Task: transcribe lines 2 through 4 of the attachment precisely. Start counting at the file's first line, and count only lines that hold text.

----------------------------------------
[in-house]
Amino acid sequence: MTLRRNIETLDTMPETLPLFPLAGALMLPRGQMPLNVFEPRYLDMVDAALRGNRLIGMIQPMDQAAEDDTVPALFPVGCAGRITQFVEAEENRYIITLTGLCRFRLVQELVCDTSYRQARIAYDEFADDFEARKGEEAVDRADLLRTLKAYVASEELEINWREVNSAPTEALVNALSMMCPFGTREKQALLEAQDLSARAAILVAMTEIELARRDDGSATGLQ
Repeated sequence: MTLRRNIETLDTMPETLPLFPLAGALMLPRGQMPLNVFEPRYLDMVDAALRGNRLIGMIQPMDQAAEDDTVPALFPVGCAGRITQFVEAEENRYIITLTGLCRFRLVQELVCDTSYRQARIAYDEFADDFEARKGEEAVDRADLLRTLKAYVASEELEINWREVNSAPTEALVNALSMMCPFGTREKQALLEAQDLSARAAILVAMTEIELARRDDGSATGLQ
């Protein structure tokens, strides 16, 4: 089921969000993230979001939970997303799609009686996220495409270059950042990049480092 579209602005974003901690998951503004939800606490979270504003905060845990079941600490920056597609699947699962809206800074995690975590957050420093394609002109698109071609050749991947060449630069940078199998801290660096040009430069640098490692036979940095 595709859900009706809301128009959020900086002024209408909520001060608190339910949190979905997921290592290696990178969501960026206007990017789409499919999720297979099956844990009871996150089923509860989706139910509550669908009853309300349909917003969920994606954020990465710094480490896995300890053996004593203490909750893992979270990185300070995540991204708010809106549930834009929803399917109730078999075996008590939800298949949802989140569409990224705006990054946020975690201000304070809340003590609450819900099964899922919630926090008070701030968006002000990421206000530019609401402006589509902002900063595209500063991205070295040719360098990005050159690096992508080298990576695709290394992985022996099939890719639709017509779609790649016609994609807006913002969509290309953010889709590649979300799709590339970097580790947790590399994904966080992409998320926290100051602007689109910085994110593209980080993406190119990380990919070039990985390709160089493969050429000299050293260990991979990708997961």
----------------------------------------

Amino acid sequence: MTLRRNIETLDTMPETLPLFPLAGALMLPRGQMPLNVFEPRYLDMVDAALRGNRLIGMIQPMDQAAEDDTVPALFPVGCAGRITQFVEAEENRYIITLTGLCRFRLVQELVCDTSYRQARIAYDEFADDFEARKGEEAVDRADLLRTLKAYVASEELEINWREVNSAPTEALVNALSMMCPFGTREKQALLEAQDLSARAAILVAMTEIELARRDDGSATGLQ
Repeated sequence: MTLRRNIETLDTMPETLPLFPLAGALMLPRGQMPLNVFEPRYLDMVDAALRGNRLIGMIQPMDQAAEDDTVPALFPVGCAGRITQFVEAEENRYIITLTGLCRFRLVQELVCDTSYRQARIAYDEFADDFEARKGEEAVDRADLLRTLKAYVASEELEINWREVNSAPTEALVNALSMMCPFGTREKQALLEAQDLSARAAILVAMTEIELARRDDGSATGLQ
């Protein structure tokens, strides 16, 4: 089921969000993230979001939970997303799609009686996220495409270059950042990049480092 579209602005974003901690998951503004939800606490979270504003905060845990079941600490920056597609699947699962809206800074995690975590957050420093394609002109698109071609050749991947060449630069940078199998801290660096040009430069640098490692036979940095 595709859900009706809301128009959020900086002024209408909520001060608190339910949190979905997921290592290696990178969501960026206007990017789409499919999720297979099956844990009871996150089923509860989706139910509550669908009853309300349909917003969920994606954020990465710094480490896995300890053996004593203490909750893992979270990185300070995540991204708010809106549930834009929803399917109730078999075996008590939800298949949802989140569409990224705006990054946020975690201000304070809340003590609450819900099964899922919630926090008070701030968006002000990421206000530019609401402006589509902002900063595209500063991205070295040719360098990005050159690096992508080298990576695709290394992985022996099939890719639709017509779609790649016609994609807006913002969509290309953010889709590649979300799709590339970097580790947790590399994904966080992409998320926290100051602007689109910085994110593209980080993406190119990380990919070039990985390709160089493969050429000299050293260990991979990708997961």